Research

Lee Laboratory at the College of Pharmacy, Ewha Womans University is focusing on the development of innovative strategies, aimed at targeted-modulating gut microbiome, apoptosis, and/or immune systems for the effective management of inflammation-related diseases, especially inflammatory bowel diseases, and cancer. Our translational biomedical research utilizes tools of pharmaceutics, nanotechnology, biomaterials, drug delivery, and biomacromolecules/tissue engineering to achieve our goals.

1) Modulating apoptosis with Nano/Biomedicine: Apoptosis is a physiological mechanism that eliminates excessive, damaged, or unwanted cells, playing a crucial role in maintaining homeostasis in multicellular organisms. The pathogenesis of various diseases, including cancer, neurodegenerative disorders, autoimmune disorders, heart diseases, and infectious diseases such as AIDS is closely linked to aberrant apoptosis. To enhance apoptotic processes for cancer treatment or suppress the processes for anti-inflammation therapy, our lab focuses on the development of nano/biomedicine capable of modulating apoptosis effectively.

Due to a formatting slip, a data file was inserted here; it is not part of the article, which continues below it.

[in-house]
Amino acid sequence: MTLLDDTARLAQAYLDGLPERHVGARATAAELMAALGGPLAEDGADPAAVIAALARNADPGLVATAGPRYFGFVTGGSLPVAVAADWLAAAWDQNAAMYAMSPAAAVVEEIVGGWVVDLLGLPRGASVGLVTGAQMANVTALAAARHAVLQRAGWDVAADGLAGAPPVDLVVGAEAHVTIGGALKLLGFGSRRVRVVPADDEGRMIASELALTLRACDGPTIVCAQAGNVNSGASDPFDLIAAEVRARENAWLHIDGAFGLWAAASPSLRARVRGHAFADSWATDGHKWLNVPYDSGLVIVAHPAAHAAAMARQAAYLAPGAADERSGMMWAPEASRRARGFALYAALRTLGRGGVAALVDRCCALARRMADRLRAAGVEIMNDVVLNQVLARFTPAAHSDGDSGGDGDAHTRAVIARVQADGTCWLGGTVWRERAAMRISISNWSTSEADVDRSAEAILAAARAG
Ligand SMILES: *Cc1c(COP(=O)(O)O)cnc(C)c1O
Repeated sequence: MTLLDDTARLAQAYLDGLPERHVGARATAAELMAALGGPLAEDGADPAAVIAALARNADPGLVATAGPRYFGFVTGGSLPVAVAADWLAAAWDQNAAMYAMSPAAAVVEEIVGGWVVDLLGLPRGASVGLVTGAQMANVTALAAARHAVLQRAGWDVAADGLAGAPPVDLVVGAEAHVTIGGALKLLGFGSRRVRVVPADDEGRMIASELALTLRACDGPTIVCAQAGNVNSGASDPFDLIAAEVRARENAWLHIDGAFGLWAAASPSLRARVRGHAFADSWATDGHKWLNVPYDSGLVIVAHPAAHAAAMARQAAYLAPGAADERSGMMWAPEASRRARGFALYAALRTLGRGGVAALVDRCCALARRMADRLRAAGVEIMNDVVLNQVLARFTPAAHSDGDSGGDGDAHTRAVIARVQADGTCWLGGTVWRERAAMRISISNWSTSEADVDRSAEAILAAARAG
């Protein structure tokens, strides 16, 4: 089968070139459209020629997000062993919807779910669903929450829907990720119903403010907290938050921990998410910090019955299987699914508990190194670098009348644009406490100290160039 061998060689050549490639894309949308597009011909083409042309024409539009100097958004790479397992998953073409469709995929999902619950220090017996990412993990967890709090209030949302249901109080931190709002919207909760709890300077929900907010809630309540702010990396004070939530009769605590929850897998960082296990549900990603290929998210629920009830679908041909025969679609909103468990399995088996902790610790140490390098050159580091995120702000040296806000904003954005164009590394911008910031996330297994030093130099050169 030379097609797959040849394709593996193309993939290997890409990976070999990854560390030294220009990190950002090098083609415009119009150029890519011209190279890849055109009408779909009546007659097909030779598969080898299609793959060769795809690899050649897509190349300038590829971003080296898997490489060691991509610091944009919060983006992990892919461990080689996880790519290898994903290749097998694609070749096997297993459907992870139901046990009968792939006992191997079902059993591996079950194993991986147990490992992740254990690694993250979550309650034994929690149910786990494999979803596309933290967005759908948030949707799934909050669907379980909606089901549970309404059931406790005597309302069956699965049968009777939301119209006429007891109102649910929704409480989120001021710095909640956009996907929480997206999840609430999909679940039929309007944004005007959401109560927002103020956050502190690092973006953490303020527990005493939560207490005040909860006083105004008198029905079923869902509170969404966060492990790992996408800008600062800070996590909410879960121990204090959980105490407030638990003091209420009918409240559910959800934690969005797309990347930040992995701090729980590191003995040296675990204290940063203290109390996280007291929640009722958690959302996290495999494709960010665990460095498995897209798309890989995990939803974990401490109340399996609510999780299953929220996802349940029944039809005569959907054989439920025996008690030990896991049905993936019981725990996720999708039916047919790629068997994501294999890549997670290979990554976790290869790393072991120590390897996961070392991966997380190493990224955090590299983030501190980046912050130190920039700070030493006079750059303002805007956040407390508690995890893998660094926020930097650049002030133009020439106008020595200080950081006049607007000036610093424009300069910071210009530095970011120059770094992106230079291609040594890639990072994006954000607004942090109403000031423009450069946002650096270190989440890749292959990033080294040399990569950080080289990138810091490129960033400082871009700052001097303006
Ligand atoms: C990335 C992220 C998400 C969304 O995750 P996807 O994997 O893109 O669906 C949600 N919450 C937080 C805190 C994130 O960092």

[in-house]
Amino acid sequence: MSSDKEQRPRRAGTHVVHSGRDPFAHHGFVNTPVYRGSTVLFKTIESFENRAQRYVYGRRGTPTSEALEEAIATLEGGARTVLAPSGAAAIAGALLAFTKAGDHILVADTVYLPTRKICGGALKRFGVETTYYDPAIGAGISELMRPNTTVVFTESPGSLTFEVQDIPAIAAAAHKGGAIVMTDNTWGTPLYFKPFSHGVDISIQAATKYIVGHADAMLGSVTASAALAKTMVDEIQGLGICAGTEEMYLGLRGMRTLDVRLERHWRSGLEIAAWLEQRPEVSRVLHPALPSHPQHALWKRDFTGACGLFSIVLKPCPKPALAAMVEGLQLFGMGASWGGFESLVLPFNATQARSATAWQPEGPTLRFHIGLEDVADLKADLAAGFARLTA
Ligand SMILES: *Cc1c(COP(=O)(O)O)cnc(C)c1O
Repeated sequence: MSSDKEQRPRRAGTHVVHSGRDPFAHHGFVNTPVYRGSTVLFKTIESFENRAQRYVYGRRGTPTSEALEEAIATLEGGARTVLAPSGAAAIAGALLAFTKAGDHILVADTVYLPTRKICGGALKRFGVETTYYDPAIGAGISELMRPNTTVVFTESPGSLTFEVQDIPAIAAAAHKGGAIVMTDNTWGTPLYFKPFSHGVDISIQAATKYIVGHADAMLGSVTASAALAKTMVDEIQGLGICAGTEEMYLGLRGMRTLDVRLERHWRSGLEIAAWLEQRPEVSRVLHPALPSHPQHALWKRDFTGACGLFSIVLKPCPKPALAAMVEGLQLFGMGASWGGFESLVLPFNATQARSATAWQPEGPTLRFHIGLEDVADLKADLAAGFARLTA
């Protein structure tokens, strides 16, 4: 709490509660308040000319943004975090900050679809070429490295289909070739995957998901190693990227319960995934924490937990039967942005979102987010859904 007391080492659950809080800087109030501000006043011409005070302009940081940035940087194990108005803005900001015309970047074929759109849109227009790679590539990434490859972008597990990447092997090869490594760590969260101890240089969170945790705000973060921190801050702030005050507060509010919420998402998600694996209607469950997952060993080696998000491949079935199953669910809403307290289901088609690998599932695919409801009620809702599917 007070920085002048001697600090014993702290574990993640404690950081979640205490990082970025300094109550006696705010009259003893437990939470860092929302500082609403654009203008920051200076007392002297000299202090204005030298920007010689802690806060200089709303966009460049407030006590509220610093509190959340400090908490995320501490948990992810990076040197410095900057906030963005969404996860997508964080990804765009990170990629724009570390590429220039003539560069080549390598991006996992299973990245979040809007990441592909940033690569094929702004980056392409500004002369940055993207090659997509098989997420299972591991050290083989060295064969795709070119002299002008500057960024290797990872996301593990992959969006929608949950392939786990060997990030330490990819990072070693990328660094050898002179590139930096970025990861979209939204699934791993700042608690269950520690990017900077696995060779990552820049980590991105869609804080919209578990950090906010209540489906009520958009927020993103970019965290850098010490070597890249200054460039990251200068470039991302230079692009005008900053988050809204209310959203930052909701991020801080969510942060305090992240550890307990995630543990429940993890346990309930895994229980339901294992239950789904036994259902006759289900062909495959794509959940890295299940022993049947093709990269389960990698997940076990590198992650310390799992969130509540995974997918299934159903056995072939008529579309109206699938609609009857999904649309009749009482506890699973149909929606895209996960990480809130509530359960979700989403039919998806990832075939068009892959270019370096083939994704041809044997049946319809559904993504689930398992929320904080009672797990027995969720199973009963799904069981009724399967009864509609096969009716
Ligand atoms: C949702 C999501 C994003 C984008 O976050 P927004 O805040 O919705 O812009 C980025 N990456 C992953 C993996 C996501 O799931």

2) Improving Immunity with Nano/Biomedicine: Our immune system can detect and eliminate foreign pathogens by generating systemic immune responses. Developing a novel strategy that harnesses the potential of our immune system to sense and eradicate tumors could bring innovative changes to cancer therapy. Our lab is working on novel anti-cancer immunotherapy strategies based on nanomedicine/biomedicine, effectively manipulating the immune system and tumor cells to eliminate primary and metastatic tumors through educated immune responses. On the other hand, dysregulated immune responses are highly associated with various immune diseases. Thus, another goal of our research is to develop novel anti-inflammation immunotherapy strategies based on nanomedicine/biomedicine for effective management of immune system disorders.

3) Manipulating Microbiome with Nano/Biomedicine: Advances in genome sequencing technology, big data analysis, and bioinformatics have allowed us to extract meaningful insights from microbiome data. This has revealed that the gut microbiome plays a crucial role in immune tolerance, systemic immune responses, and the induction, development, severity, and treatment of various systemic diseases. Therefore, we seek to develop a novel strategy harnessing the tremendous potential of the gut microbiome to improve drug efficacy and/or directly manage diseases.